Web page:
Will there be difficult problems? Of course. But they would not be more complex than what Iraq and the region will confront with violent disintegration or the sudden departure of US troops, as US Ambassador Ryan Crocker and Iraqi Foreign Minister Hoshyar Zebari recently warned.
Will it be easy? Not by a long shot. Such transitions never are. Although the negotiated partition of a state into separate entities is never ideal, it recently ended two wars. More than a decade ago, the international community helped to end the bloodiest war on the European continent since World War II by managing the partition of Bosnia into three separate entities with revenue- and power-sharing arrangements. Today that country remains at peace and is currently in negotiations to join the European Union, an outcome not thought imaginable at the end of the war in 1996. A managed partition was also negotiated to end Africa’s longest war in southern Sudan, with the southern region due to vote on independence in a 2011 referendum. If managed partition was successful in the Balkans and Eastern Africa, why not in Iraq?
Would it result in more violence? Probably no more than what Iraq is experiencing now or will likely experience in the future if current trends continue. Handled right, a managed partition would result in a sharp drop in violence.
How could such a solution be implemented? Henry Kissinger provided a framework in a recent piece for the Washington Post. Although he does not endorse partition outright, he contemplates it as a possible result, asserting that the internal parties that have been having blood feuds for centuries “need the buttress of a diplomatic process that could provide international support for carrying out any internal agreements reached or to contain conflict if the internal parties cannot agree and Iraq breaks up.”
Kissinger proposes a three-tiered international effort that includes intensified negotiations among the Iraqi parties, a regional forum and a broader conference to establish the peacekeeping and verification dimensions for the “eventual participation of friendly countries with a big stake in the outcome.” The foreign ministers’ conference that met recently at Sharm el Sheik, Egypt, and that will meet again in Istanbul at a date to be determined could kick off the multilateral diplomacy that Kissinger advocates, with managed partition as one of the options put on the table. Perhaps it would have the effect of driving internal parties to compromise more to avoid partition. But if not, then this and other versions of new political order should be considered.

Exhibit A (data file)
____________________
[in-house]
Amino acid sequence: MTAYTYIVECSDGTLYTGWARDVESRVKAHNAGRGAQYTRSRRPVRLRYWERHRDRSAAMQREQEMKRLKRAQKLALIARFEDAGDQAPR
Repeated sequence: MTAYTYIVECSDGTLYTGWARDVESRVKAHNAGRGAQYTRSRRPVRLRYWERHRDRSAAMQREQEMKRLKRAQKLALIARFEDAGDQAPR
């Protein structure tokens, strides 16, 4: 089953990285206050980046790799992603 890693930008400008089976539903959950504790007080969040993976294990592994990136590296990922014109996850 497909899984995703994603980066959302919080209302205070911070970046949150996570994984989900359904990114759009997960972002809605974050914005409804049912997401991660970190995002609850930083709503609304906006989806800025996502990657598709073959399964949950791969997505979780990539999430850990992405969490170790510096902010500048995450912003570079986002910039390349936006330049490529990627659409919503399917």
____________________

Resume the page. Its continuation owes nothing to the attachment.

Ultimately, of course, it is up to the Iraqis to decide the fate of their nation. We can ease that choice by mounting a multilateral diplomatic offensive based on fresh ideas. Rather than pick winners, stay the course or pull out–these being the only three options now being considered–managed partition could salvage something from this long ordeal. It could leave us with some influence in the area, contain terrorism, allow us to start bringing our troops home in a responsible way, avert a bloodbath in the wake of troop withdrawal and shift our role from war-fighting to state-building.
However, it would take strong and committed US diplomatic leadership to make this happen. Is the Bush Administration up to the task of shifting strategy at this late date? Let’s hope so. If not, then, as I said earlier, the way things are going, the only choices left for Iraq are how, and how violently, it will break up.